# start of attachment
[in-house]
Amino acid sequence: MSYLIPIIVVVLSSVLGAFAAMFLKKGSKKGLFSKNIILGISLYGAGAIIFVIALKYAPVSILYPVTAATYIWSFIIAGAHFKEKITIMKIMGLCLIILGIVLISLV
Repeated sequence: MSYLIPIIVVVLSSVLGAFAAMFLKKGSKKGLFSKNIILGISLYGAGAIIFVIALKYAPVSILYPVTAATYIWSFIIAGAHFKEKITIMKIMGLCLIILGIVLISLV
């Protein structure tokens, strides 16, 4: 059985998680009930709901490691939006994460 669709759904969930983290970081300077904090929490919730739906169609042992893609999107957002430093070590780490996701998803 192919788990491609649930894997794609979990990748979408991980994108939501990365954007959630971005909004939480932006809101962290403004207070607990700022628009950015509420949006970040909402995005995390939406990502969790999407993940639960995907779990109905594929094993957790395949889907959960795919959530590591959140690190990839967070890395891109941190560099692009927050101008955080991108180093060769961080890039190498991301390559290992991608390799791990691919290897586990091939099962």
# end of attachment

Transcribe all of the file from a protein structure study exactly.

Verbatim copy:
[in-house]
Amino acid sequence: MSYLIPIIVVVLSSVLGAFAAMFLKKGSKKGLFSKNIILGISLYGAGAIIFVIALKYAPVSILYPVTAATYIWSFIIAGAHFKEKITIMKIMGLCLIILGIVLISLV
Repeated sequence: MSYLIPIIVVVLSSVLGAFAAMFLKKGSKKGLFSKNIILGISLYGAGAIIFVIALKYAPVSILYPVTAATYIWSFIIAGAHFKEKITIMKIMGLCLIILGIVLISLV
């Protein structure tokens, strides 16, 4: 059985998680009930709901490691939006994460 669709759904969930983290970081300077904090929490919730739906169609042992893609999107957002430093070590780490996701998803 192919788990491609649930894997794609979990990748979408991980994108939501990365954007959630971005909004939480932006809101962290403004207070607990700022628009950015509420949006970040909402995005995390939406990502969790999407993940639960995907779990109905594929094993957790395949889907959960795919959530590591959140690190990839967070890395891109941190560099692009927050101008955080991108180093060769961080890039190498991301390559290992991608390799791990691919290897586990091939099962």